Use this URL to cite or link to this record in EThOS: http://ethos.bl.uk/OrderDetails.do?uin=uk.bl.ethos.443974
Title: Biographical disruption or reinforcement? : men's life histories of emotional distress
Author: Bradley, Alan
Awarding Body: University of Warwick
Current Institution: University of Warwick
Date of Award: 2006
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Abstract:
The main focus of this thesis has been an investigation into the lives of men who have experienced some form of mental health problem. It has been suggested that mental illness may not be the most helpful way of conceptualising these experiences, as it presupposes the validity of the medical model of explanations and meanings. Instead it has been proposed that the term 'emotional distress' allows for the embodied nature of the experiences, and distances them from medical definitions. The key sociological concept used in the thesis is that of biographical disruption, a notion used by Bury (1982) in the context of chronic illness, and one of the aims of the research has been to establish the usefulness of this concept to research on experiences of emotional distress. The chosen methodology in achieving this aim is that of life-history narratives, which have been used in the study to illustrate the ways in which emotional distress emerges from and impacts upon the lives of individuals. Eight men provided life-history narratives, and these were supplemented by published (auto)biographical accounts, and by my own experiences as a mental health service user. As men were identified as the focus for the research, an investigation into the role of masculinity as a factor which mediates these expenences was also undertaken. Thus, the contribution that the study makes to sociological knowledge is to extend the concepts which have been applied to chronic illness, into the field of emotional health, with a particular focus on biography, on the role of masculinity, and on embodiment and emotions. It also contributes to an understanding of emotional distress, an experience which is often hidden form view. The thesis concludes that all of these sociological ideas are indeed valuable in the search for meaning in the experience of emotional distress.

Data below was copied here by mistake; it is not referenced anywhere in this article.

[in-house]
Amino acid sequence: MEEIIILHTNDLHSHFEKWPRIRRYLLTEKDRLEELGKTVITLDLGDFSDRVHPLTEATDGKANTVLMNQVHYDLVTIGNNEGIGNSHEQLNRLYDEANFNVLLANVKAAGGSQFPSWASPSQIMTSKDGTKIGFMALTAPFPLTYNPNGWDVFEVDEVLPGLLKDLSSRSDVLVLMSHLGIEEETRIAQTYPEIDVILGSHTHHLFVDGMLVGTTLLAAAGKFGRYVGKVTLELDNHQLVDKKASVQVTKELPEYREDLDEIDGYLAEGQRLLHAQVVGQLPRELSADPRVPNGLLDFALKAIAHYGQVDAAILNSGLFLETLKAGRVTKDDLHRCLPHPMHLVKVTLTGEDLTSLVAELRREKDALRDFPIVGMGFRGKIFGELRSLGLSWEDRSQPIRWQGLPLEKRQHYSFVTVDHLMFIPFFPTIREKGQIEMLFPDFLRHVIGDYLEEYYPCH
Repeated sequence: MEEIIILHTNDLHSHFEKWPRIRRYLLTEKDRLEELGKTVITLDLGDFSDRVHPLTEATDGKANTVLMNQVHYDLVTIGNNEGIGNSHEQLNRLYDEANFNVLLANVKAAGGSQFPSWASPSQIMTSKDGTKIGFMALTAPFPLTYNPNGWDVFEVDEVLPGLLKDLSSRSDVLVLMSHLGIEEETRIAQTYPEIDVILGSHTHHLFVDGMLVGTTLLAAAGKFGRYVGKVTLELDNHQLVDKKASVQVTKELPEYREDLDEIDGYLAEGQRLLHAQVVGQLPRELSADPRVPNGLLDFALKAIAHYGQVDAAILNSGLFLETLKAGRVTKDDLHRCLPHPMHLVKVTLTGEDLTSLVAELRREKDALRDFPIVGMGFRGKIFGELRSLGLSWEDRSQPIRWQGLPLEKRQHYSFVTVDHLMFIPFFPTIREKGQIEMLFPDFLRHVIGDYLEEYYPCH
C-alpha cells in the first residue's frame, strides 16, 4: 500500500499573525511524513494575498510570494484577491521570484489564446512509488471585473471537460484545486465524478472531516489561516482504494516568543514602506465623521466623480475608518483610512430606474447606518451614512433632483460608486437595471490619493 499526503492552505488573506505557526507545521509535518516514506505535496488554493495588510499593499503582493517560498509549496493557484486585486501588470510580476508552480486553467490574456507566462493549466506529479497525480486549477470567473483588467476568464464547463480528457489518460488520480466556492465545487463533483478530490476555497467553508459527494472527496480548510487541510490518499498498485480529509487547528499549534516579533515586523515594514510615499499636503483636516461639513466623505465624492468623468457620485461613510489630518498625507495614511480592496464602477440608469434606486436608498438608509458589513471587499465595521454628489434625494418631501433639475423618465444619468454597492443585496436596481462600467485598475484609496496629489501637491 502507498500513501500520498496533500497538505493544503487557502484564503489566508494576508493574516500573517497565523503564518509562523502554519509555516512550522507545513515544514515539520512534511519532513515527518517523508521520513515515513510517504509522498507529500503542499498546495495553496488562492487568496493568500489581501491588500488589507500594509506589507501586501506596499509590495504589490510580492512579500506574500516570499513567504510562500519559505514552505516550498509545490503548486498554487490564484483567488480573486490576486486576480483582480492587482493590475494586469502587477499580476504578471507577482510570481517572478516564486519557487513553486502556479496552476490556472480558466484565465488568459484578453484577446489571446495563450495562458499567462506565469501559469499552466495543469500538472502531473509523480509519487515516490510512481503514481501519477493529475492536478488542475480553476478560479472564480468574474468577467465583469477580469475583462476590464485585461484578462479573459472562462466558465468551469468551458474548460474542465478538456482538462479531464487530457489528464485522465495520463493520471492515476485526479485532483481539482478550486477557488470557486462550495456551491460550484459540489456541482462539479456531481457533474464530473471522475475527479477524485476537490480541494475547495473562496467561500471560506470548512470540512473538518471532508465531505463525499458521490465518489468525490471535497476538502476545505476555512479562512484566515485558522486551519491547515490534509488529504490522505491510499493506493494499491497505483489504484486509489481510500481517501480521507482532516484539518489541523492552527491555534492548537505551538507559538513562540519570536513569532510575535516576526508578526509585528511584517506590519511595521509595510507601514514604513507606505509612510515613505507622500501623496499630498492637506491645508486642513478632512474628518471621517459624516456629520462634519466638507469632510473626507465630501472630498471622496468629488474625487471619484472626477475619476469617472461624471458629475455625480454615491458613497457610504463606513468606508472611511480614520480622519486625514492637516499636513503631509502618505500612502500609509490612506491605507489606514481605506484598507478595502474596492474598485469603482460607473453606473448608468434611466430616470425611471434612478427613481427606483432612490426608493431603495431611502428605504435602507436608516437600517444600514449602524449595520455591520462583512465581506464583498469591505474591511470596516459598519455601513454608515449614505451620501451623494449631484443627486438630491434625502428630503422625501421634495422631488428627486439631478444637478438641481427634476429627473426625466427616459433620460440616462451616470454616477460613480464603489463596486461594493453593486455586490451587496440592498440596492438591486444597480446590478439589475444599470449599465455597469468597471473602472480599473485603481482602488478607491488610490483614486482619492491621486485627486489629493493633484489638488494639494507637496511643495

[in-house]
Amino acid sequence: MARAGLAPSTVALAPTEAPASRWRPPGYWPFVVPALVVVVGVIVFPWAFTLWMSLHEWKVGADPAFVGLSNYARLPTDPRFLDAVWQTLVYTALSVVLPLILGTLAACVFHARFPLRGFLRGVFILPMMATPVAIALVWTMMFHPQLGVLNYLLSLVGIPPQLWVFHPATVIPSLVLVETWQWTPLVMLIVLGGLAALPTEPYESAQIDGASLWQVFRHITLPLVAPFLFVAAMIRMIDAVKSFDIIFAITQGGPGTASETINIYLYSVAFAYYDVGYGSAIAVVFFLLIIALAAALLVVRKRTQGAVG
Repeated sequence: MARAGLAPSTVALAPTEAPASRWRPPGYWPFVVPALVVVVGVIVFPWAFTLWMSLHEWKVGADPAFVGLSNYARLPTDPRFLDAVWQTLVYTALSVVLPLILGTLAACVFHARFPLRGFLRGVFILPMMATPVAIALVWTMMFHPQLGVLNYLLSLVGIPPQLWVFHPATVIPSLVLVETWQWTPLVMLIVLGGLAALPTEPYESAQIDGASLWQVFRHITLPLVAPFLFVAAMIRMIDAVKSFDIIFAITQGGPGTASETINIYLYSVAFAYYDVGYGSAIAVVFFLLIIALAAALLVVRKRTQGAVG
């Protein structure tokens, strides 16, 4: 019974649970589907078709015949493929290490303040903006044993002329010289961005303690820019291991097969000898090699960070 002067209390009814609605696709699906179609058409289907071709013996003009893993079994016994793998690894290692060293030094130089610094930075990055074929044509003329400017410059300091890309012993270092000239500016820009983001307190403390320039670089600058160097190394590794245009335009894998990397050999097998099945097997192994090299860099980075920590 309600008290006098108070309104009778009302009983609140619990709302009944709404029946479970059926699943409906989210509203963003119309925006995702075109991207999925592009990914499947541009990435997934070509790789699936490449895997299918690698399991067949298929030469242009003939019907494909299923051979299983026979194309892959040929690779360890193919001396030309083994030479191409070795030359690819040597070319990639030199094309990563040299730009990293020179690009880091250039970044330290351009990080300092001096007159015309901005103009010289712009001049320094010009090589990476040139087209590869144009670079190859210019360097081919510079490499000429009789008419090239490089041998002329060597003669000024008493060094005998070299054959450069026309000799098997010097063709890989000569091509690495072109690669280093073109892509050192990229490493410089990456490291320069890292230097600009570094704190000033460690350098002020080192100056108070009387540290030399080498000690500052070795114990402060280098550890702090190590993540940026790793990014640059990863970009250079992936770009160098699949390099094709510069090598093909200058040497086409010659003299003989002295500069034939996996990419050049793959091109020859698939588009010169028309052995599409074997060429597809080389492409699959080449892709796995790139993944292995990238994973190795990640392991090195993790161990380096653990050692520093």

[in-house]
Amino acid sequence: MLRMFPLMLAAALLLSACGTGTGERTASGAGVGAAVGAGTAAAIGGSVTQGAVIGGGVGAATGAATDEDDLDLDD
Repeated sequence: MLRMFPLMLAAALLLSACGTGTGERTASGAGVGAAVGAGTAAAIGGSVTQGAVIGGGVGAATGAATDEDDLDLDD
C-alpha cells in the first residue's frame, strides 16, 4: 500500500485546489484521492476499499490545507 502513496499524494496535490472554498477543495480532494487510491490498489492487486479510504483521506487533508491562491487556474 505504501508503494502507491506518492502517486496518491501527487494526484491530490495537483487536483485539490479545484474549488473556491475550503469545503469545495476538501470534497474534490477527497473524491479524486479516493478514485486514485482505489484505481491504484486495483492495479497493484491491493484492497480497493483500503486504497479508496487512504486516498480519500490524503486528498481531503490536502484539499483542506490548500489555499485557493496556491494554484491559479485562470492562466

Supervisor: Not available Sponsor: Economic and Social Research Council (Great Britain) (ESRC)
Qualification Name: Thesis (Ph.D.) Qualification Level: Doctoral
EThOS ID: uk.bl.ethos.443974  DOI: Not available
Keywords: HM Sociology ; RC Internal medicine
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